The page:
Distracted Drivers in St. Louis

Texting Driving Female pixlr

St. Louis has more distracted drivers than just about anywhere in the United States.  In fact, only two metropolitan areas are home to more than the Gateway to the West.

Distracted driving remains a major cause of fatal car crashes.  In its most recent report on distracted driving (Distracted Driving 2018), the National Highway Traffic Safety Administration in  April stated that 2,841 people died in distracted-affected crashes.

In another study, conducted in January, an automobile insurance internet portal called The Zebra provides a further look at distracted drivers. The company surveyed 2,600 drivers in 25 major U.S. cities.  They asked them how often, in a 30-minute drive, do they:

·         Send text messages while driving

·         Read cell phone notifications while driving

·         Adjust the radio while driving

·         Check social media while driving

The options included an additional array of common driving distractions, including eating, taking a selfie, taking off clothing, and consuming alcohol or drugs.

There were 10 distracted driving categories in all.  The drivers responded in answers ranging from “0” to “10,” with 0 meaning “never” and 10 signifying they “always” do the dangerous driving habit.  So the highest possible score was 100.

St. Louis a Top Distracted Driving City

St. Louisans averaged a distracted driving score of 39.7.  Only New York City (43.7) and Washington, D.C. (40.2) had higher average scores and, therefore, comparatively more distracted drivers.

The number one distraction was reading something on a cell phone or tablet while driving.  Nearly 60% of all the drivers admitted to doing this careless behavior behind the wheel.  Close behind, at 56% of drivers surveyed, was texting while driving.  (Missouri is just one of two states that do not have a total ban on texting and driving.)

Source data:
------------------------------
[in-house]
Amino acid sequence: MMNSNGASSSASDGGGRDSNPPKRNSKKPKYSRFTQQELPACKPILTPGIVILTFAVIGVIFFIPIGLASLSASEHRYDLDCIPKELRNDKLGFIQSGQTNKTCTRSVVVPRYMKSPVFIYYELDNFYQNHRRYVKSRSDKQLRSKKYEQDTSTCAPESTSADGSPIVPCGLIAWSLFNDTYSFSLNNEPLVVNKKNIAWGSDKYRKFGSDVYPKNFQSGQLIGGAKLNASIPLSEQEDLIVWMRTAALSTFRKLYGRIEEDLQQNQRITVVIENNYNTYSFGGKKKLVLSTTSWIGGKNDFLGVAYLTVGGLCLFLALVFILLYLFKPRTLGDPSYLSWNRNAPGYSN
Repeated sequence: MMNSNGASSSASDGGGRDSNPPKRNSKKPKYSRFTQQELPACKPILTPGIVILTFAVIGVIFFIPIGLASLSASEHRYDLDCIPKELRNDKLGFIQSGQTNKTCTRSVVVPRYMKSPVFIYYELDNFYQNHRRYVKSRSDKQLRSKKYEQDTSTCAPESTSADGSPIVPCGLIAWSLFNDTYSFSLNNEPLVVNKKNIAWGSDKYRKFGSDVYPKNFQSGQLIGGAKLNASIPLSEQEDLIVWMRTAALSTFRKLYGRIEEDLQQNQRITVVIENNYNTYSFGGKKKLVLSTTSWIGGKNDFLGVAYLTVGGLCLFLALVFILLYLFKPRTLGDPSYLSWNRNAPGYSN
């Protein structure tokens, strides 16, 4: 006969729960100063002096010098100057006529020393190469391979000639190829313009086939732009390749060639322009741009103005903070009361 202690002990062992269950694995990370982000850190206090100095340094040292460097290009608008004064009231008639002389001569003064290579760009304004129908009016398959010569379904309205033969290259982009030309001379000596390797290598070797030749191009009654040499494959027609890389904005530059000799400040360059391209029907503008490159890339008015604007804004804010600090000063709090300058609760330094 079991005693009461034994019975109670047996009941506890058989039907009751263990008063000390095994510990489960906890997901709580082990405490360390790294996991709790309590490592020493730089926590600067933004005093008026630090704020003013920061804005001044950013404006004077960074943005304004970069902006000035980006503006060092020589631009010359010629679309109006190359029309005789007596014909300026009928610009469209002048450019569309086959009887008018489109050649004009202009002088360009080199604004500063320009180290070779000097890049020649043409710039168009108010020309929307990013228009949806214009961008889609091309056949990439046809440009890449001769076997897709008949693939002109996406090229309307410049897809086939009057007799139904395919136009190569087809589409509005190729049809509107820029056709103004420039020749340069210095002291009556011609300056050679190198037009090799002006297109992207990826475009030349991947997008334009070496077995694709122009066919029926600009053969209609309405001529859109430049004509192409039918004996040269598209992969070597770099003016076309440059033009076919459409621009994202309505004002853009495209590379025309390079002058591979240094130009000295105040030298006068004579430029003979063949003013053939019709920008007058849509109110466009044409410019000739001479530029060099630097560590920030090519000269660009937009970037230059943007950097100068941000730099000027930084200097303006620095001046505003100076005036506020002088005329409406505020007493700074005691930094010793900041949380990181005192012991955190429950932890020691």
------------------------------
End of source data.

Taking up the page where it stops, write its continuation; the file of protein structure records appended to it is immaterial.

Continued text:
Most drivers know using a cell phone while driving is dangerous, but it doesn’t stop them.  The Zebra reports that six out of 10 drivers (62.9%) said they know they should not use their phone while driving but do anyway.

Interestingly, the company found a big divide between iPhone users and Google Android cell phone users.  Just over 70% of Apple users said they video-chatted while driving, whereas less than a quarter of Google Android disciples admitted the same.

Drivers Speeding and Texting

The Zebra also found that those who most often drive distracted are more likely to speed.

The same 2,600 drivers were asked how often they drive at least 10 mph over the speed limit. Drivers who said they speed “all the time” or “often” had an average distraction score of 45.5.  Those drivers who said they “rarely” or “never” drive 10 mph over the speed limit enjoyed a much lower distracted driving average score of 28.8.

While it’s usually good to finish near the top in competitions, having an abundance of distracted drivers - as St. Louis does per one calculation - is not a badge of honor. Distracted drivers needlessly kill or seriously hurt innocent victims every day in this country.

If you lost a family member or you were critically injured in a crash caused by a distracted driver, speak to an auto accident lawyer about pursuing the just compensation to which you are entitled.

The choice of a lawyer is an important decision that should not be based solely on advertisements.

Authored by Gray Ritter Graham, posted in Blog June 19, 2020


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